I read that the temp in the WTC fires reached 2,000 degrees. Isn’t this the same as needed to cremate someone.
Is it possible to identify people once this happens?
When they describe trucks melted into the ground etc is it possible to determain whether someone was in the truck?
What I am really asking is NOT whether this will be done but does the technology exist to give us this answer.
I am aware they may say “those missing are presumed dead and leave it at that”
All they need is a little peice of someone (tooth, bone, hair) and they can use modern tools to ID the person.
It is certainly possible for a body to be so crushed and burned that no DNA remains to be identified. I think there will always be some forever missing from this disaster.
Many, perhaps most, of those poor souls were obliterated to the point where there will be nothing left to identify. A further indiginty in a horrible tragidy.
I heard a piece on a fireman that came out to rest and said that he wasn’t sure he could go back into the digging. His statement was “I don’t know if I can stand finding any more body parts.” After getting it off his chest, he returned to the digging. I honestly don’t know if the survivors would want just an arm or a leg and DNA testing is not cheap. Damn what a thing to be talking about. I’m not sure how those people will get thru the next few weeks, but they will.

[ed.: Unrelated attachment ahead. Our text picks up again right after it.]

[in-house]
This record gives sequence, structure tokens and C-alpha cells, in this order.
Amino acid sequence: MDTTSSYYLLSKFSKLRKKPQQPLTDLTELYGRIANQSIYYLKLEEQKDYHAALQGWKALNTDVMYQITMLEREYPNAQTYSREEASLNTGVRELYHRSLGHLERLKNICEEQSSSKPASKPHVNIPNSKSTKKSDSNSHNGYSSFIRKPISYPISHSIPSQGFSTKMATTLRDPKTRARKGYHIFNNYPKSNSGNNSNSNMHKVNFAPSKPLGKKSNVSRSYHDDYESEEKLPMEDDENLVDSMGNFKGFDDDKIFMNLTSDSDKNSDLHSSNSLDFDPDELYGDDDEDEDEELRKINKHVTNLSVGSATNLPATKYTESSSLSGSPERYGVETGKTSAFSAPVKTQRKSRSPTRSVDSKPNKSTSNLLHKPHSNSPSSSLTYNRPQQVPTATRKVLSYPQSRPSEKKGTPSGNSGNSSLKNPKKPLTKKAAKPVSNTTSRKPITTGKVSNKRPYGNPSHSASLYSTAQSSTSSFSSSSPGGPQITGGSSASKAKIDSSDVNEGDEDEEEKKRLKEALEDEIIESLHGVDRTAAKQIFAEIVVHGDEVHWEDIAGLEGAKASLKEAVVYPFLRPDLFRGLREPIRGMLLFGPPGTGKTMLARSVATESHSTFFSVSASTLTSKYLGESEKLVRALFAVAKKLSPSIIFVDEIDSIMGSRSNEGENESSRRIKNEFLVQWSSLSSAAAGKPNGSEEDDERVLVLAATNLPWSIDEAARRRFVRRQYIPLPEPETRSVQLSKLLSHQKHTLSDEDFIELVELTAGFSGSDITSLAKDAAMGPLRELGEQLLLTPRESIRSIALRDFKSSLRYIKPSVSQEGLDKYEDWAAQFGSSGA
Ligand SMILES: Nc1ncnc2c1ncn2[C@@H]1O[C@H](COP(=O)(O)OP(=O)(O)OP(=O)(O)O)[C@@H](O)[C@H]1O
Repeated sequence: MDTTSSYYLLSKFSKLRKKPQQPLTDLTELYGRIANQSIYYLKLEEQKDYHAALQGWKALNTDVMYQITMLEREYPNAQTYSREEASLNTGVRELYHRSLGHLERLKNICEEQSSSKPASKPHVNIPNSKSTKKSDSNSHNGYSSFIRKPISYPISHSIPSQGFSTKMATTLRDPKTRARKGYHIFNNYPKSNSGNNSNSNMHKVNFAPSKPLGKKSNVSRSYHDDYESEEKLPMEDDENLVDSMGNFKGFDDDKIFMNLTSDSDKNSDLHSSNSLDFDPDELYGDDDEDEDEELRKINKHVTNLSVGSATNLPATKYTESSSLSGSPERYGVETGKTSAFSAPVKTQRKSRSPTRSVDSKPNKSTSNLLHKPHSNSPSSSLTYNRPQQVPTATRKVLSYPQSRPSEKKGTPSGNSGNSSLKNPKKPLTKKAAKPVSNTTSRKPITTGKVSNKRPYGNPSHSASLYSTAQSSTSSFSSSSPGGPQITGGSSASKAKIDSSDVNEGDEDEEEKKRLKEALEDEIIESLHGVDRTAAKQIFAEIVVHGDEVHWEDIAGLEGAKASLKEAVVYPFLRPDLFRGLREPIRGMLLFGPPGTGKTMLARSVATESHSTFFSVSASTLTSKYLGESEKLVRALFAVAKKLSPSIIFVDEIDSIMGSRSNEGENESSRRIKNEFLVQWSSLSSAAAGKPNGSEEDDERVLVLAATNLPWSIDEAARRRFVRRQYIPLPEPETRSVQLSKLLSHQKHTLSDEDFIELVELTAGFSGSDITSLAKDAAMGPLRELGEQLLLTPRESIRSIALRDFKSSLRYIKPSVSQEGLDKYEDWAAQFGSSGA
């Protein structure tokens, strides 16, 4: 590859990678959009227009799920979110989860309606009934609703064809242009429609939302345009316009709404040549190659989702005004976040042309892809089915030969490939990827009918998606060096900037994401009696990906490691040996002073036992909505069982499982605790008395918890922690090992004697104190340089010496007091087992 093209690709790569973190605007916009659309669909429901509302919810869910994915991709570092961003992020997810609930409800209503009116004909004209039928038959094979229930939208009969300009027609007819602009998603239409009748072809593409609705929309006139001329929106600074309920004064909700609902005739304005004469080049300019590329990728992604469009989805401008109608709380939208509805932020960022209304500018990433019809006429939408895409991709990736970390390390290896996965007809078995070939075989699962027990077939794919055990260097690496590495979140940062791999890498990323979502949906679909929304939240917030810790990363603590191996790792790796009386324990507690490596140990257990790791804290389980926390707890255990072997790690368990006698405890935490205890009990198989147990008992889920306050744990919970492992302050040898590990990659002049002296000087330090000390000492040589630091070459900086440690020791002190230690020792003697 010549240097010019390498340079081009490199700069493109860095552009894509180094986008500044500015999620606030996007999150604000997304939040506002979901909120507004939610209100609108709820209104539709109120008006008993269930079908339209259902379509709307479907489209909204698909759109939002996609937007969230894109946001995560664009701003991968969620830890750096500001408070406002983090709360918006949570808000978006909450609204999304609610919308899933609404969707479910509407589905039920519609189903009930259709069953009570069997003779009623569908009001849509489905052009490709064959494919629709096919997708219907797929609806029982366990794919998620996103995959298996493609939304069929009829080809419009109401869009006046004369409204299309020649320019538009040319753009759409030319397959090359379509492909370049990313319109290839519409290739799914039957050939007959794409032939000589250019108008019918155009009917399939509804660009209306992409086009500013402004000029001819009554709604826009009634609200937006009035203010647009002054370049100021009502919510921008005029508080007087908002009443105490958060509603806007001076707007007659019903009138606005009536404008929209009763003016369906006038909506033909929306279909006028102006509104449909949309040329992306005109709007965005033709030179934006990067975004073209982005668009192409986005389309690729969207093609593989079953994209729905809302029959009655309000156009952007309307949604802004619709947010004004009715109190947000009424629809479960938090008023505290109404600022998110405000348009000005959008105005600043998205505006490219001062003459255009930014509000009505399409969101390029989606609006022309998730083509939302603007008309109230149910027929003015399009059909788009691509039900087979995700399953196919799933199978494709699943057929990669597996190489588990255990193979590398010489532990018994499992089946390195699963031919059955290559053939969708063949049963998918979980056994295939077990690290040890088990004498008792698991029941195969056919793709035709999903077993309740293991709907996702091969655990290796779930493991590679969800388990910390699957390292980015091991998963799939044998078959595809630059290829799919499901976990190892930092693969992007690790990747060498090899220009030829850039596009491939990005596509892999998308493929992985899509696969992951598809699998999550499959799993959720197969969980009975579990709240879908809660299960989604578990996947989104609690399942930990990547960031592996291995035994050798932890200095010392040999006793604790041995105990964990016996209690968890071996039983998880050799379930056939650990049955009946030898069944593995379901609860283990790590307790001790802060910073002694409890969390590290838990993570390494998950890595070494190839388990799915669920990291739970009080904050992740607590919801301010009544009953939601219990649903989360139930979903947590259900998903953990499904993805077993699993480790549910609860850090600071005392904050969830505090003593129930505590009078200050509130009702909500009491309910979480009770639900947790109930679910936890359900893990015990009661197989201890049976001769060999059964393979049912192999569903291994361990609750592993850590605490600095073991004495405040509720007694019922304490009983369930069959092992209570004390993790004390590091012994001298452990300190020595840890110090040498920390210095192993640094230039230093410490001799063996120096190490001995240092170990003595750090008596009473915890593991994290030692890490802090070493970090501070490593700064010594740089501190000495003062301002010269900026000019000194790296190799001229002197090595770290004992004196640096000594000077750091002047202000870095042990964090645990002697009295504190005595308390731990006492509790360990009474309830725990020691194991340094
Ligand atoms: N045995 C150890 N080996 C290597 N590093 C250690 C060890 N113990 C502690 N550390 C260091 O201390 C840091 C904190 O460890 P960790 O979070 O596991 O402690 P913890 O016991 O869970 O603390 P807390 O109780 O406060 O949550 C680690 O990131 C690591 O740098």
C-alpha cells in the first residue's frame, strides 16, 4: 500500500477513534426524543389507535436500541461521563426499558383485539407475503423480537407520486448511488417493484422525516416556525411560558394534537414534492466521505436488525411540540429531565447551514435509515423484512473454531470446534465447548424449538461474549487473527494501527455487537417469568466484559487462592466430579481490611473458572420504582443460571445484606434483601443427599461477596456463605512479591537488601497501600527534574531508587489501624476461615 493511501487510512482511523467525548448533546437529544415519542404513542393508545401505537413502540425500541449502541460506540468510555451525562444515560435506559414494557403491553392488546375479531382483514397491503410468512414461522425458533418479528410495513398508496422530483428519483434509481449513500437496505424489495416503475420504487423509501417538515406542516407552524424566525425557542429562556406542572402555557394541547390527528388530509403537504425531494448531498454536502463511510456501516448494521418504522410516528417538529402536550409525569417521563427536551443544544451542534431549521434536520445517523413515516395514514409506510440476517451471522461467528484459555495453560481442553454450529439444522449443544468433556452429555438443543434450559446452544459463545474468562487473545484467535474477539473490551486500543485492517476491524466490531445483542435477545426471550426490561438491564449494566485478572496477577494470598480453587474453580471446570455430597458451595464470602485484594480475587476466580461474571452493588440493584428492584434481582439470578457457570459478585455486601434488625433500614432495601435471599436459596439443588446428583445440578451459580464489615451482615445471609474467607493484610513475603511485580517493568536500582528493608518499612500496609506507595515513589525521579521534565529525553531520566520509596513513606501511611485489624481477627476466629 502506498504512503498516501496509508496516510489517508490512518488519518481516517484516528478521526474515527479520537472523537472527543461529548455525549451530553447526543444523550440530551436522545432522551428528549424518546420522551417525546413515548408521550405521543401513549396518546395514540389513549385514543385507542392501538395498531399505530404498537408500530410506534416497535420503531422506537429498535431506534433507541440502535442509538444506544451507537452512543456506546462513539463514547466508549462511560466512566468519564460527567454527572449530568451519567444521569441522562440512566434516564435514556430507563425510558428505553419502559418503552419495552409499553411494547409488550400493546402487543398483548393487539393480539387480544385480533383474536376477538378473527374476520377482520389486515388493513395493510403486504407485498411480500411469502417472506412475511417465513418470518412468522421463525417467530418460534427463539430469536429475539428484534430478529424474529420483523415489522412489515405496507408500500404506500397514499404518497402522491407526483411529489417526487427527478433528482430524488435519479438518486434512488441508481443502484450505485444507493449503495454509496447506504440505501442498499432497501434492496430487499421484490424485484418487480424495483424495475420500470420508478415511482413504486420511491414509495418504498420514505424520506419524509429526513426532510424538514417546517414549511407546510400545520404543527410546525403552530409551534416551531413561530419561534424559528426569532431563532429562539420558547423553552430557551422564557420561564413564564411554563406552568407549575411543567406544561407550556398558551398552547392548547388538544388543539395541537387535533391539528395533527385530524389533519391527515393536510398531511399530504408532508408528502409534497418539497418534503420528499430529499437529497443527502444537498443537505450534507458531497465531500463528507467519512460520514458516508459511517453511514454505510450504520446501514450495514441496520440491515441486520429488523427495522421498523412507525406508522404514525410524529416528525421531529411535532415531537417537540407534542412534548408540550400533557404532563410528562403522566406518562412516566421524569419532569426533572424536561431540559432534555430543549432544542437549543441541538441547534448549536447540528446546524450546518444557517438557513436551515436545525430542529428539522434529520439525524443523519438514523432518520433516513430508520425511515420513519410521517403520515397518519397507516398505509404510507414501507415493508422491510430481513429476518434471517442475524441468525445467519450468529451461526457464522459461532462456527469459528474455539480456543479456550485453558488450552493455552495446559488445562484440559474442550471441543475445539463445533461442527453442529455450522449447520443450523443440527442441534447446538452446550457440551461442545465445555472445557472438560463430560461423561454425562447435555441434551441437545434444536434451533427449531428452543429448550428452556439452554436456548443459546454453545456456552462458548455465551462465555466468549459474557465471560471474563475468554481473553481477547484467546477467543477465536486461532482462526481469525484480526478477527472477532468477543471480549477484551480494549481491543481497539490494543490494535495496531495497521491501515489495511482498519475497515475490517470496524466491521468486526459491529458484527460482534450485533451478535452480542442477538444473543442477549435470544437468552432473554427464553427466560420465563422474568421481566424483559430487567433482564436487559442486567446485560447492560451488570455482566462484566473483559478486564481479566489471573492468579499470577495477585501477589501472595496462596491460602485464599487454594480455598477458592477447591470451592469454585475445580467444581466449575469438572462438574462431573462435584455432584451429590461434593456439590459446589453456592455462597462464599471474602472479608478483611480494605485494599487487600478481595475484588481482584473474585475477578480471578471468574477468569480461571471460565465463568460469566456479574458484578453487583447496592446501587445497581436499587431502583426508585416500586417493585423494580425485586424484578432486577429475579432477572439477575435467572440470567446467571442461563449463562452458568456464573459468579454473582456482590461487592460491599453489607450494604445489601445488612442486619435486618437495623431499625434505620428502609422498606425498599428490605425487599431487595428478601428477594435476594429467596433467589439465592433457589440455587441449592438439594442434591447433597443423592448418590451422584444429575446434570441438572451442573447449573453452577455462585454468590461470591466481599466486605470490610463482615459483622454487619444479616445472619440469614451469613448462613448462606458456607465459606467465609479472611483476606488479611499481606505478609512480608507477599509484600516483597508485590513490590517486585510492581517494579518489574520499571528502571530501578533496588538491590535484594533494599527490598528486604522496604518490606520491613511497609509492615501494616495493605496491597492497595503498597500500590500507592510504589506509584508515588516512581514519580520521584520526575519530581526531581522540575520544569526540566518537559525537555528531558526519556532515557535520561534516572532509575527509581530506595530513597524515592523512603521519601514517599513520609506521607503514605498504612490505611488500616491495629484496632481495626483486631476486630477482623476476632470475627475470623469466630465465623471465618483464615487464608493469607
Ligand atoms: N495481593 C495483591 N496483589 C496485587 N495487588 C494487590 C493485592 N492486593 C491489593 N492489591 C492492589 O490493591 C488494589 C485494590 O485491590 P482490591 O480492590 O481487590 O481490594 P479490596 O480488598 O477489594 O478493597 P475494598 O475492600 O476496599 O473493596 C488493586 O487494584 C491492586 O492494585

Anyone know anything more about this?
Even if the heat was enough for the person’s body to be mostly destroyed, wouldn’t some bones survive? Also, what about fillings, metal body parts like joint replacements, etc? Heck, what about other things like glasses, jewelry, or other metal things about their person?
This is pretty morbid, all right. But right now, I’m wearing a ring, a lanyard around my neck with several metal pins and a badge, steel-toed leather boots, and I have massive amounts of dental work including custom-fit caps, etc. (and I’ve had very recent X-rays to match). In the forensic anthropology books I’ve read, most recently Dead Men Do Tell Tales by William Maples, they describe identifying a single body positively by something as little as a single post used in a root canal. I know that we’re not looking at bits of things that we definitely know are human remains, and we have thousands of people to match against what we do find, but I’d think that given a bit of luck, we might be able to identify enough partial remains to positively indicate the death of most of those now only “missing.”
How terrible to have only the hope that you could find even a small part of your loved one’s remains…
Corr, who would still like to be a forensic anthropologist